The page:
By Daniel Abushery Daniel (USA)
Quote: “We can have democracy in this country, or we can have great wealth concentrated in the hands of a few, but we can’t have both”. Said by: Louis D. Brandeis.
June 25, 2011 (SSNA) — Some political analysts argue that divided government is partially responsible for the failure of the government to solve some important problems. The term gridlock has been used to suggest this policy stalemate. For example, the president presents a program and the legislative does not accept it. Or legislative passes a bill and the president vetoes it. The result can be a lot of squabbling and little action.
In the real sense of the word, the united government does not always eliminate gridlock. However, in a real democratic system, many major laws passed during a period of divided government as in period of united government, adoption of policies that address major problems, the result of strong presidential leadership, national crisis, policy failure, or a change in public opinion rather than united government.
Many people in our today society are frustrated by our system fragmentation, and by grid lock, the inability of our elected officials to agree about how to solve our nation problems. These differences can be exacerbated when different parties control the house of legislative. Divided government makes it more likely that, the president and the congressional leaders will advocate different policies and priorities. It also makes it easier for elected officials to play the “blame game” thereby avoiding taking responsibility for failed policies and inaction.
We even have a bigger problem when the legislative branch and the executive are controlled by the same party. The president and the members of the house often have different interests, because they are elected by different constituencies, and they can used the system checks and balances to thwart each other’s efforts. “Nobody knows the straightness of his/her neck”.
The exception to that rule is the chairman of security committee in SSLA bonehead Mr. Aleu Ayang Aleu, who lost his temper recently during an intellectual constitutional debate. By so doing, Mr. Aleu must have wrongly thought that his negative approach and bazaar behavior can intimidate and shut the mouths of the vast majority of the South Sudanese public opinion!!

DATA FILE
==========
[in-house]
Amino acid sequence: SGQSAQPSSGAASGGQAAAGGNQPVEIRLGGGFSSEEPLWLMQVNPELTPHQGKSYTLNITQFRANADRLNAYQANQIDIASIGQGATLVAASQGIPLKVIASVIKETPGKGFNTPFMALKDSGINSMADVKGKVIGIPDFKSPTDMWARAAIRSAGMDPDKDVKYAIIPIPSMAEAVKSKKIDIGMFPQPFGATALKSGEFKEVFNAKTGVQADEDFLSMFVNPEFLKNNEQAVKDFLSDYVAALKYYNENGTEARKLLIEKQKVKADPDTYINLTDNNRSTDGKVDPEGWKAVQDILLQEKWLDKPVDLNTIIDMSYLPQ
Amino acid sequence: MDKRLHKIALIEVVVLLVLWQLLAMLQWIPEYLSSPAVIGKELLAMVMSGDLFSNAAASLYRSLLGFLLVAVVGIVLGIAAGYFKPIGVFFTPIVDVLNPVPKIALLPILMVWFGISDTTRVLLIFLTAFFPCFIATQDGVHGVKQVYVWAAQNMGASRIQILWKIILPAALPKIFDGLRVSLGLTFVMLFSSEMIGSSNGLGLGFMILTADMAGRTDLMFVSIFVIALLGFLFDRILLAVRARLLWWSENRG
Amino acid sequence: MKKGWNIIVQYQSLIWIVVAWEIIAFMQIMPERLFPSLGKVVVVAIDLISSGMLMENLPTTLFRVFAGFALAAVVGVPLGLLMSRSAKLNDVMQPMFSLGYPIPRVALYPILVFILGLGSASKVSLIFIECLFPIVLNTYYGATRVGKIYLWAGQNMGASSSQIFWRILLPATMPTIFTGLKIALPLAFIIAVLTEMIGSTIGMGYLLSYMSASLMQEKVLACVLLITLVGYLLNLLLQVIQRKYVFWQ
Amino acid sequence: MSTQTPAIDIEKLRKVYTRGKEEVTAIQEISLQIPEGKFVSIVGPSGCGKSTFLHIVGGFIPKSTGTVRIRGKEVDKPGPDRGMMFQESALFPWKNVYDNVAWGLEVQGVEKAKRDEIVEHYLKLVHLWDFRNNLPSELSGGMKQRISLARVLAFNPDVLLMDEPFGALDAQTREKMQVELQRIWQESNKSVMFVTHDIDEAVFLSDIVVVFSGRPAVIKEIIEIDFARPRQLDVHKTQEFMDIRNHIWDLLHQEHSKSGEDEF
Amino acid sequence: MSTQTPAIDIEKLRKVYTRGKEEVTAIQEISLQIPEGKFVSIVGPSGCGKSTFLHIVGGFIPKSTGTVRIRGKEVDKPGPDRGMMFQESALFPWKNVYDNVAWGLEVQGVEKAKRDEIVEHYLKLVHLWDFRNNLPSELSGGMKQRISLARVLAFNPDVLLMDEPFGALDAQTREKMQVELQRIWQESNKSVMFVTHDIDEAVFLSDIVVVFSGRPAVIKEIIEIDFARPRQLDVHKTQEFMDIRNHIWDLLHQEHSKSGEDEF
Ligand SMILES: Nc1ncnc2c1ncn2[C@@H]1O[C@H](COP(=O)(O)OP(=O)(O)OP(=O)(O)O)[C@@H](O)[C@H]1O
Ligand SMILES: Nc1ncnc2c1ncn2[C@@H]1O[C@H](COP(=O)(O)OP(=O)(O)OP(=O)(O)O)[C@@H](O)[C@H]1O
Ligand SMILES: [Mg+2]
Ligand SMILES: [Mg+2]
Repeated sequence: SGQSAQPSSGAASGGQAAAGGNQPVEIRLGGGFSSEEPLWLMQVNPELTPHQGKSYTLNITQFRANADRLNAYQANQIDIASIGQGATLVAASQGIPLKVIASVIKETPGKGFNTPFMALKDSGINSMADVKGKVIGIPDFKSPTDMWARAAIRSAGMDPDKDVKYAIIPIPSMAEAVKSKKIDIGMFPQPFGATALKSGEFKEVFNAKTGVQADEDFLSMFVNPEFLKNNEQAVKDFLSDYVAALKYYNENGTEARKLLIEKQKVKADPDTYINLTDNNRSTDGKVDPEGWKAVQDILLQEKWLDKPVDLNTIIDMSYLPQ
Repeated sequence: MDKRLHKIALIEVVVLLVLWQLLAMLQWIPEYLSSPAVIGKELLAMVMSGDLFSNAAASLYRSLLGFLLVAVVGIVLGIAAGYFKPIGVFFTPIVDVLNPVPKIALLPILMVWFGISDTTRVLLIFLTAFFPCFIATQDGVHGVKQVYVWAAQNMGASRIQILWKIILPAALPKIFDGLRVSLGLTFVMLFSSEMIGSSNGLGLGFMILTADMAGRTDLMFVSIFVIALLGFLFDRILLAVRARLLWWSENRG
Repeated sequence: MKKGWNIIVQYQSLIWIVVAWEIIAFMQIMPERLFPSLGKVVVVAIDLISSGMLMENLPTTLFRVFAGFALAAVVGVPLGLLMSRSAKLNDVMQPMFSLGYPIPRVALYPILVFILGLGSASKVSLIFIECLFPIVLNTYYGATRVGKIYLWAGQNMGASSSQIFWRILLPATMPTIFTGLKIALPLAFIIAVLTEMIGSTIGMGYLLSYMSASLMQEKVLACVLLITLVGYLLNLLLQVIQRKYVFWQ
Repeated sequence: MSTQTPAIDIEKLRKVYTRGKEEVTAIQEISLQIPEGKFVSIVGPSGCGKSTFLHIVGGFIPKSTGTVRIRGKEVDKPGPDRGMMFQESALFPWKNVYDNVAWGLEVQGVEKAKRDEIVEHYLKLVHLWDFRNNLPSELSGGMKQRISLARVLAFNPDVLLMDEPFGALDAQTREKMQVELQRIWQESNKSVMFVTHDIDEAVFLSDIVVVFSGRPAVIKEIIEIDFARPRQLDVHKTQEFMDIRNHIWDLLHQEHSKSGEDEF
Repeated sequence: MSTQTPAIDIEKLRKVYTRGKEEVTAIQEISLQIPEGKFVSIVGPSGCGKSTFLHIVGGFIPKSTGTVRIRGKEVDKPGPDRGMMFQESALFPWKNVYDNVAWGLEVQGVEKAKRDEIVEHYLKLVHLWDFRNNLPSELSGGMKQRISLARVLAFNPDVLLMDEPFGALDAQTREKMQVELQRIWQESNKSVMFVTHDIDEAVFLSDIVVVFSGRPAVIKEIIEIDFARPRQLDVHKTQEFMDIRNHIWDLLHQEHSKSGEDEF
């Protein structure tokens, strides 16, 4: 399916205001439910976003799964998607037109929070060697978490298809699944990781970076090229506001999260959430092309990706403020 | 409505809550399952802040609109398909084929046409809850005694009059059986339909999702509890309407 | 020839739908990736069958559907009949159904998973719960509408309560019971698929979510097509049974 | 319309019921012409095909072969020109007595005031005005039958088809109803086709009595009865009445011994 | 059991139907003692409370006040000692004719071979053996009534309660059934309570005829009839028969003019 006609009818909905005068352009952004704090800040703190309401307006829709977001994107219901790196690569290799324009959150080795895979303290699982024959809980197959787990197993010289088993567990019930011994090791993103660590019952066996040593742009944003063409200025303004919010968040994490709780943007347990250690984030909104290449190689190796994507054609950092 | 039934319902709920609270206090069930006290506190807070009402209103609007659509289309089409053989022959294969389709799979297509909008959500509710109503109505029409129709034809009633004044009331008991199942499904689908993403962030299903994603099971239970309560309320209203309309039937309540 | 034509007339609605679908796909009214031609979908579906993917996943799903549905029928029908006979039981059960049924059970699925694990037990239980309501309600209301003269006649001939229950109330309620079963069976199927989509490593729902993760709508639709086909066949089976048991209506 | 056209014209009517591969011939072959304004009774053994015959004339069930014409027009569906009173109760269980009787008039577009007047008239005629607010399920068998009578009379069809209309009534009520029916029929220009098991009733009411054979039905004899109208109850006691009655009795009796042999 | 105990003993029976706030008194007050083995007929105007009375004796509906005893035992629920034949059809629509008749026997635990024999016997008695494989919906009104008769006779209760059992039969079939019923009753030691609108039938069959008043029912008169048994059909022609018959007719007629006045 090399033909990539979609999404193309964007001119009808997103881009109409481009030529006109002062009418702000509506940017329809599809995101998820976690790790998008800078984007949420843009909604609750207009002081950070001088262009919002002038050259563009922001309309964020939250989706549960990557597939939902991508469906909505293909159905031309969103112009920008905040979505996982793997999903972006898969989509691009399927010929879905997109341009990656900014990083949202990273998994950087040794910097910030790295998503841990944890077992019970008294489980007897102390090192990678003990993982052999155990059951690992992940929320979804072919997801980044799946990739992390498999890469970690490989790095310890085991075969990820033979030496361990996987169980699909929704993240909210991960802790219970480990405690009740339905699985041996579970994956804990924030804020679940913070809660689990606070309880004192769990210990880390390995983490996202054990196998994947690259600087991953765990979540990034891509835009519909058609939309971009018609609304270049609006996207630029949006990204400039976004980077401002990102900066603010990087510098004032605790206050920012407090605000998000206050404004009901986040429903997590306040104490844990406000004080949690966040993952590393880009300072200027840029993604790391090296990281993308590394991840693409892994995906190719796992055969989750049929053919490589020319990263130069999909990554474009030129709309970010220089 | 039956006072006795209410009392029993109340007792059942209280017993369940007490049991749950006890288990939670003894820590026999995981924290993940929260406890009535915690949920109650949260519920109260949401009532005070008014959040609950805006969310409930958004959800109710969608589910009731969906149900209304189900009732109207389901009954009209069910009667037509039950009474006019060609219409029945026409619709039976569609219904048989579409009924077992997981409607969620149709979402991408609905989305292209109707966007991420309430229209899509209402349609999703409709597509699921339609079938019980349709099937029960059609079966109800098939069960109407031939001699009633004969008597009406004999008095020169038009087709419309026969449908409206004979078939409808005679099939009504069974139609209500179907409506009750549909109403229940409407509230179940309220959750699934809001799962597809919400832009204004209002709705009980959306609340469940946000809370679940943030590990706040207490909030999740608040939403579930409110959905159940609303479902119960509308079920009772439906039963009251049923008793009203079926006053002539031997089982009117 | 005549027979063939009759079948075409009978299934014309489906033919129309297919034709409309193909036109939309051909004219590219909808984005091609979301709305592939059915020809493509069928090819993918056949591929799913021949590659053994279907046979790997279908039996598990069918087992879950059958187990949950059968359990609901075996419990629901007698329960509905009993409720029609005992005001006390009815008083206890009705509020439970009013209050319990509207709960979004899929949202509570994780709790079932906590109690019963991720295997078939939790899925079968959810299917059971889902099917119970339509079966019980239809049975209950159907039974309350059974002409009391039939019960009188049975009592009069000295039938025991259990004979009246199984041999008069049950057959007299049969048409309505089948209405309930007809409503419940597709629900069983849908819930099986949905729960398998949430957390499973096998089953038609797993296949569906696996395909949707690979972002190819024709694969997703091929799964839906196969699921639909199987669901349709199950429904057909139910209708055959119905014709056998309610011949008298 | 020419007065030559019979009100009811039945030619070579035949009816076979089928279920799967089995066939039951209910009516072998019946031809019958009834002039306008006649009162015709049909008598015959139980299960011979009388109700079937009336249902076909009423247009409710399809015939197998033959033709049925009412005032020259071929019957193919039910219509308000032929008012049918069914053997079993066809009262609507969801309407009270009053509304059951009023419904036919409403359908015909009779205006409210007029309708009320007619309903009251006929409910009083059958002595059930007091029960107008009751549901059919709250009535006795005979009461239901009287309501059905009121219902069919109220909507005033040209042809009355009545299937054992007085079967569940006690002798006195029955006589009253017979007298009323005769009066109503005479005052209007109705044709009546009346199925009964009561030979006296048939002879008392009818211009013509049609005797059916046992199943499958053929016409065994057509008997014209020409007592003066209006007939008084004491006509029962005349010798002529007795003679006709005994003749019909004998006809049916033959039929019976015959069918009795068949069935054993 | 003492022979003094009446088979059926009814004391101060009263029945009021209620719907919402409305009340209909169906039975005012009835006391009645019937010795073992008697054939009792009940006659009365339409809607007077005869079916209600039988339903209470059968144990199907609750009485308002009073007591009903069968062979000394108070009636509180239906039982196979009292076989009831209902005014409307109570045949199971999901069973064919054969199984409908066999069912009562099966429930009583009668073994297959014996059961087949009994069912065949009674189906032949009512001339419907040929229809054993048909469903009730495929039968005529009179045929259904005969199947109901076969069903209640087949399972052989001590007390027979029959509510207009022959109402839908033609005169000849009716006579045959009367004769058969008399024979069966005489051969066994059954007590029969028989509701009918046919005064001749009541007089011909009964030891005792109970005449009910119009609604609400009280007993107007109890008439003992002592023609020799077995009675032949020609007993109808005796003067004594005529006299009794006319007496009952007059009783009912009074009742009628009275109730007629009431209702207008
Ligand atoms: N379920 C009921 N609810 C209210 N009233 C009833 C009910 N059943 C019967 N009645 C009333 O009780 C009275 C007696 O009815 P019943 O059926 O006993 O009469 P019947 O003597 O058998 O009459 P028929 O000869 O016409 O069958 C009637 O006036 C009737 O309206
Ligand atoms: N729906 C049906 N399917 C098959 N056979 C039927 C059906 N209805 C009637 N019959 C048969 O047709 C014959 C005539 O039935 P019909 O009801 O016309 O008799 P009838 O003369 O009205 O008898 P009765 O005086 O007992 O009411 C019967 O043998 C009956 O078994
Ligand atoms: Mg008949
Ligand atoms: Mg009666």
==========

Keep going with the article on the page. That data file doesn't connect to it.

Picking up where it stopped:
In contrast to the British head of the government, called prime minister, seems to be a better leader and more accountable to the public. Like most democratic nations, Brittan has a parliamentary government that is, a system in which the executive is chosen by the legislature. The British government is marked by a unity of authority.
Although this is an attractive picture in some respects, while more effective leadership in government is appealing, greater centralization can mean less opportunity to accommodate diverse local interests in our communities. South Sudan is more diverse society than Britain, perhaps making centralization less workable.
Back to my previous point about the recognition of South Sudan nation in international laws, though the stability is not a requirement in accordance with the generally accepted definition of a State, as a prerequisite for statehood stability “has an obvious rationale’.
Nevertheless, an objective assessment factors may help. For example:
Considering whether parliamentary forms would improve the workings of our government requires us to weigh some difficult trade-off. But really the question that we should ask ourselves is: Do we want to pay the costs of frequent gridlock and inefficiency to keep a system that is more responsive to diverse local and other interests?
In conclusion, in the view of the United States, diplomatic recognition of any State is a privilege and not a right. Moreover, the United States considers that diplomatic recognition is an instrument of national policy which both its right and its duty to use in the enlightened self-interest of the nation.
Therefore, President Kiir unpopular constitution is not, and will not be accepted by Southern Sudanese people unless on their dead bodies.
We need decentralization based on residency, despite your region, origin, and ethnicity.
Secular constitution in the Republic of South Sudan (ROSS) is a popular demand of 21st century, when we celebrate our independence on July 09th, 2011.
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